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3 minutes ago, SpyCar said:

 

Dexter Gordon during his European exile, bringing great jazz to Belgium.

 

Bill

Dexter was great-

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House Of The Rising Sun:

 

 

 

Blues were not exclusively "black culture". 

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On 5/4/2018 at 12:00 PM, Skans said:

House Of The Rising Sun:

 

 

 

Blues were not exclusively "black culture". 

An attempt at cultural appropriation?

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On 5/3/2018 at 12:35 PM, slideman said:

A thread for all you racists. We'll start with the International Sweethearts of Rhythm

 

Patronizing blacks?

 

 

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3 minutes ago, slideman said:

An attempt at cultural appropriation?

Progressive political talking points.

 

Cultural appropriation is a load of crap invented by the left.

 

"Imitation is the sincerest form of flattery"

 

But of course yer side had to turn it into something negative.  

 

Yer an idiot slideman.  

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On 5/3/2018 at 4:35 PM, Old Mack said:

Whys does slideman divided music along racial lines...isn't that racist ?

 

I saw Bob Dylan 15 times, Bruce Mainspring 15 times and David Bromberg 16 times...that is one good thing about growing up in Philly.

 

Rocky's view of Center City !

Image result for philadelphia

Yes it is racist.

 

slideman is using blacks to promote his own political agenda.

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I am merely celebrating black culture. I am a cultural appropriator myself- can't deny.

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Slideman is a musician.

The arts are basically the result of INDIVIDUAL ACHIEVEMENT.  People all over the world contribute to trends, but all cultures participate.

The Argentine tango depends on a type of accordion called a Bandaneon, originally manufactured in Lithuania. The factories were destroyed by the Nazis, and Lithuania has not exported Bandaneones since the 1940's. 

The Saxophone was invented by a Belgian man named Sax. But saxophones are not used for playing only Belgian music.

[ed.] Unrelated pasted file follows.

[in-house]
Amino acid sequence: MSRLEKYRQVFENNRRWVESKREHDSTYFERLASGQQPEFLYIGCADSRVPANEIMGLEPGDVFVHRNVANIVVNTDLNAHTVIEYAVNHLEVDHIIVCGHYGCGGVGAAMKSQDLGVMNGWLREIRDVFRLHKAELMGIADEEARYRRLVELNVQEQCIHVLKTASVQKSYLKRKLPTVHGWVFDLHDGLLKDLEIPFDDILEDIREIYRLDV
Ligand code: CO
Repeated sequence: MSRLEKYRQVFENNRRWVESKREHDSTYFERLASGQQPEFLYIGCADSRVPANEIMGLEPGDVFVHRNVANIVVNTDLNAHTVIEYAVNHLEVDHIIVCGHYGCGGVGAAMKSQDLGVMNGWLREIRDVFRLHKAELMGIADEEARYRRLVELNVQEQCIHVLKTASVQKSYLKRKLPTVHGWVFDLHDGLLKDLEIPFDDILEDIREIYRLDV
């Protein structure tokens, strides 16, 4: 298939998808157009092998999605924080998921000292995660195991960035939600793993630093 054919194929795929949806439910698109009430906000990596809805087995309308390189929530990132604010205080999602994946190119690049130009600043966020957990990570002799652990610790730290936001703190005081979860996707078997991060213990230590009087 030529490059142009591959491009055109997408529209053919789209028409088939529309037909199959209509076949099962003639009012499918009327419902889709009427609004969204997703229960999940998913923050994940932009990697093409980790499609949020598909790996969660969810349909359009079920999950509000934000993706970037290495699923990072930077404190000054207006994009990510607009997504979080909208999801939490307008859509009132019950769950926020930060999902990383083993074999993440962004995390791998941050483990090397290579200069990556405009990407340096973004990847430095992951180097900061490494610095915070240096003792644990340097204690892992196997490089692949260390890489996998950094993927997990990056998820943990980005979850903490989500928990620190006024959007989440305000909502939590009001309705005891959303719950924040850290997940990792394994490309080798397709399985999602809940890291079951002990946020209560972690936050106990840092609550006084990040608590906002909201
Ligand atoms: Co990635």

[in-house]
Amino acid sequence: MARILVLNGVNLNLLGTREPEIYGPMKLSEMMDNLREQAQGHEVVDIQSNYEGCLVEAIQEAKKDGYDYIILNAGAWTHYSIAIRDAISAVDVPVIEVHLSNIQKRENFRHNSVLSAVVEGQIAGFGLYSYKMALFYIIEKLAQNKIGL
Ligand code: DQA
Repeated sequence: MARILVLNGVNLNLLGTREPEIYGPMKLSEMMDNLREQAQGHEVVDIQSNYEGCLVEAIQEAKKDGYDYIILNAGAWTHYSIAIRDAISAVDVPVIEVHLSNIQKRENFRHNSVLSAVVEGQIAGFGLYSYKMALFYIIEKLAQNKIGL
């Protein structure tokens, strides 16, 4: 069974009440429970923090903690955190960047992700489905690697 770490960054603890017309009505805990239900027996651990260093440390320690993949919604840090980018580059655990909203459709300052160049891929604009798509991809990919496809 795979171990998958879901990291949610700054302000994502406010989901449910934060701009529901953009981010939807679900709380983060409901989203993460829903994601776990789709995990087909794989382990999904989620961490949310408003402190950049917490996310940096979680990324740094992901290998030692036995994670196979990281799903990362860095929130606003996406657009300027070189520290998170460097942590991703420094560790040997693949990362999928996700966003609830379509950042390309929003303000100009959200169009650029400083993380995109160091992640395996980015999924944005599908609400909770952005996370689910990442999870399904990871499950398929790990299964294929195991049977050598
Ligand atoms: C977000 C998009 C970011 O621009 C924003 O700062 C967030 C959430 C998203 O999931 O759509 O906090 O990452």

All cultural activities are in some way international.

Slideman understands this, the trolls do not.

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On 5/3/2018 at 2:35 PM, slideman said:

A thread for all you racists. We'll start with the International Sweethearts of Rhythm

 

So, you think that is an adequate representation of black culture?

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The Revolution Will Not Be Televised: Homage to Gil Scott-Heron

by Jonah Raskin

The performance artist and jazz poet Gil Scott-Heron was wrong when he said in 1970, “The Revolution will not be televised.” But perhaps he was only wishful thinking and expressing what he wanted and not what he actually saw and heard around him.

More likely, he was being ironical and commenting on the wacky world of mass communication.

You can still appreciate Scott-Heron’s irony in lines like “The revolution will be brought to you by the Schaefer Award Theatre and/ will not star Natalie Wood and Steve McQueen or Bullwinkle and Julia/ The revolution will not give your mouth sex appeal.”

Scott-Heron died seven years ago at the age of 62. His many fans still revere him and appreciate his unique artistry on albums such as Pieces of a Man and Winter in America.

In fact, the cultural and political upheavals of the 1960s and 1970s, from Selma, Alabama to Woodstock, New York, were taped, filmed, recorded and broadcast. Those who were alive in 1968 and who were glued to their TV screens saw the “police riot” in the streets of Chicago. They also heard the demonstrators chat, “The whole world is watching.”

That was an exaggeration. The whole world wasn’t only or just watching Chicago. It was also watching Prague and Paris and other hot spots of rebellion around the globe. But Americans often like to think that they are at the center of the world and that everyone in the world watches the U.S. Just how fallacious that notion is, is apparent to anyone who travels in Europe, Asia and South America and sees that the news isn’t only or just about Donald Trump and the White House.